Change Over Time: Through Children's Eyes

by  Tsongas Industrial History Center at Lowell National Historical Park

Program image

Students travel back in time to “meet” children in a 17th-century Pennacook village, an 18th-century farm town, and a 19th-century industrial city. In each time-period, students "help" with chores and jobs in kinesthetic activities. Using visual analysis skills with artwork and artifacts, students explore how children lived during periods of great change and then imagine what changes might be in store for their community.

Program Rating

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About This Program


Point to Point: $125.00


1 hour

Target Audience

Education: Grade(s) 3, 4, Homeschool/Family , Learning Pod

Minimum participants:


Maximum participants:


Primary Disciplines

Social and Emotional Learning( SEL), Social Studies/History, Character Education, Gifted & Talented

Program Delivery Mode

Zoom, Contact us about using alternate platforms.

Booking Information

Please contact us for available dates and times.

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Receive this program and 9 more for one low price when you purchase the CILC Virtual Expeditions package. Learn more

For more information contact CILC at (507) 388-3672

Provider's Cancellation Policy

Two weeks notice for cancellations.

The Tsongas Industrial History Center — an education partnership between the University of Massachusetts Lowell College of Education and the National Park Service at Lowell National Historical Park — is a hands-on center where students, grade-school through college, learn about the American Industrial Revolution through activities, tours, and virtual programs of the sites where history and science happened. 

TIHC Staff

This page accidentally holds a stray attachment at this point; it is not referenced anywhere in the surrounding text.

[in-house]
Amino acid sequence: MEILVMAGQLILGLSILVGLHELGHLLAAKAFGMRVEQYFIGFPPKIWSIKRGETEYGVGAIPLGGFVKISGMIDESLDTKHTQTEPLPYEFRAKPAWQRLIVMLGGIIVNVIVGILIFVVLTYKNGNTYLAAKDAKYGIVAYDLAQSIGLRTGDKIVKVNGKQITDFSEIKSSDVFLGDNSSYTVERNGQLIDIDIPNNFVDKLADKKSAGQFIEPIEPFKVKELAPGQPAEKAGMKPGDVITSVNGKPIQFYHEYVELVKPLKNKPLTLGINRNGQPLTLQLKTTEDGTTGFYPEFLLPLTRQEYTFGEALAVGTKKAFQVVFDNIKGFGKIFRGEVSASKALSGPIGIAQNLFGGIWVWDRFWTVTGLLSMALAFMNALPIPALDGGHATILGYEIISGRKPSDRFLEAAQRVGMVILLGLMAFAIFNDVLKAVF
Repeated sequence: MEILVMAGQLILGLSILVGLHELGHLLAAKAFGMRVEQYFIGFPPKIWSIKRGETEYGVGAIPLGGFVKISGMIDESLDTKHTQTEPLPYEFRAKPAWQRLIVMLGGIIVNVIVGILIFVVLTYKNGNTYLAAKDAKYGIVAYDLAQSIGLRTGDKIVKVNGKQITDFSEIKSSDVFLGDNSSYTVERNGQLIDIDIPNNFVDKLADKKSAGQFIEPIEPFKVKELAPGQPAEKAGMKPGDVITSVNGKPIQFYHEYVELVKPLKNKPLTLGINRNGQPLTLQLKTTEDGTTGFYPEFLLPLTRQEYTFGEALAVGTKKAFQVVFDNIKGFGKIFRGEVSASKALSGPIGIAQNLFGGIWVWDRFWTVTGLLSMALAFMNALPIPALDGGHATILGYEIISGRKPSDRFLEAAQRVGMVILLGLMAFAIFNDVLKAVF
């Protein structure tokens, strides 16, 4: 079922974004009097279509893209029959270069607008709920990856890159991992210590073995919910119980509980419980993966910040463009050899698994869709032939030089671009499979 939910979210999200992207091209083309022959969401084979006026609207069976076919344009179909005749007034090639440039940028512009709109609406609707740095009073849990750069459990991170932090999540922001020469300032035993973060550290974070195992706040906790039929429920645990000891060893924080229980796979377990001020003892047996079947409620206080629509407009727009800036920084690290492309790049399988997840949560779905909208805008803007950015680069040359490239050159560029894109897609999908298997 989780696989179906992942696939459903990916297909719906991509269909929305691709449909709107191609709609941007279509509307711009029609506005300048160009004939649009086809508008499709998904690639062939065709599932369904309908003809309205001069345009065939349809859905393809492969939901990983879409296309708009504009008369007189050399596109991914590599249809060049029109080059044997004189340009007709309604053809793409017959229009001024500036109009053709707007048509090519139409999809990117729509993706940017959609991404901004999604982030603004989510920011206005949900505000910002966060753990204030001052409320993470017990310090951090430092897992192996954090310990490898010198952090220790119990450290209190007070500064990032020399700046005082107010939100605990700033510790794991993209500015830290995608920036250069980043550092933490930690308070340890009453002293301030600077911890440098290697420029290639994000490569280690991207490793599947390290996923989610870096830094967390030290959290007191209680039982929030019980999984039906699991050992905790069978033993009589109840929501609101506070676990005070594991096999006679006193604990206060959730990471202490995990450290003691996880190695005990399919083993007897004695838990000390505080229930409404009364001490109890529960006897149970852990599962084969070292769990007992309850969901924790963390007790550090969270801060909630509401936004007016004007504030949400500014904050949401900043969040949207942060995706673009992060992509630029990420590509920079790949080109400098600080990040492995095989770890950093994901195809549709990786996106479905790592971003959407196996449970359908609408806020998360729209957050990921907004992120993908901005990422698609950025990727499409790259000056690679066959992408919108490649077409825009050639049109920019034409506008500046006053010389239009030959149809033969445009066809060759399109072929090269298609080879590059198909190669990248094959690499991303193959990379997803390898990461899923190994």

Program Details


The program is interactive and participatory. Students engage our staff and each other in conversation, view videos, participate in kinesthetic activities, and make observations of artwork and artifacts.

Classroom, home, and hybrid options are available. The classroom version requires individual computers (with headphones) or a computer and projector/smart-board. Home versions require each student to have their own computer or tablet. All programs use Zoom software. We will provide a passcode-protected link to share with students.


Enduring Understanding: The way people lived, worked, and used the land changed over time, influenced by geography, changing population, and changing technology.

Essential Question: How has the way people use the land changed over time?

Standards Alignment

National Standards

Describe the relationship between a series of historical events, scientific ideas or concepts, or steps in technical procedures in a text, using language that pertains to time, sequence, and cause/effect.

Use information gained from illustrations (e.g., maps, photographs) and the words in a text to demonstrate understanding of the text (e.g., where, when, why, and how key events occur).

Engage effectively in a range of collaborative discussions (one-on-one, in groups, and teacher-led) with diverse partners on grade 3 topics and texts, building on others' ideas and expressing their own clearly.

State Standards

Massachusetts History and Social Studies Frameworks
Grade 3
1.Massachusetts cities and towns today and in history
2. Research Native People who originally lived there or still live there, the people who established it as a colonial town…. Explain that before the mid-19th century most of the settlers were of Native American, Northern European….

2. The Geography and Native Peoples of Massachusetts
3. Explain … the locations of tribal territories in the state. c. physical features and their influence on the locations of traditional settlements d. contributions of a tribal group from the area of the school (e.g., language, literature, arts, trade routes, food such as corn, beans, and squash, useful items such as baskets, canoes....)

5. The Puritans, the Massachusetts Bay Colony, Native Peoples, and Africans
2. Explain why and how (European settlers) moved west from the Atlantic coast, and the consequences of their migration for the Native Peoples of the region (e.g., loss of territory, great loss of life due to susceptibility to European diseases, religious conversion, conflicts over different ways of life such as the Pequot War and King Philip’s War).
3. Using visual primary sources such as paintings, artifacts, historic buildings, or text sources, analyze details of daily life, housing, education, and work of the Puritan men, women, and children of the Massachusetts Bay Colony, including self-employed farmers and artisans, … employees ....
5. Explain the importance of ... the practice of bartering – exchanging goods or services without payment in money—in the development of the economy of colonial Massachusetts, using materials from historical societies and history museums as reference materials.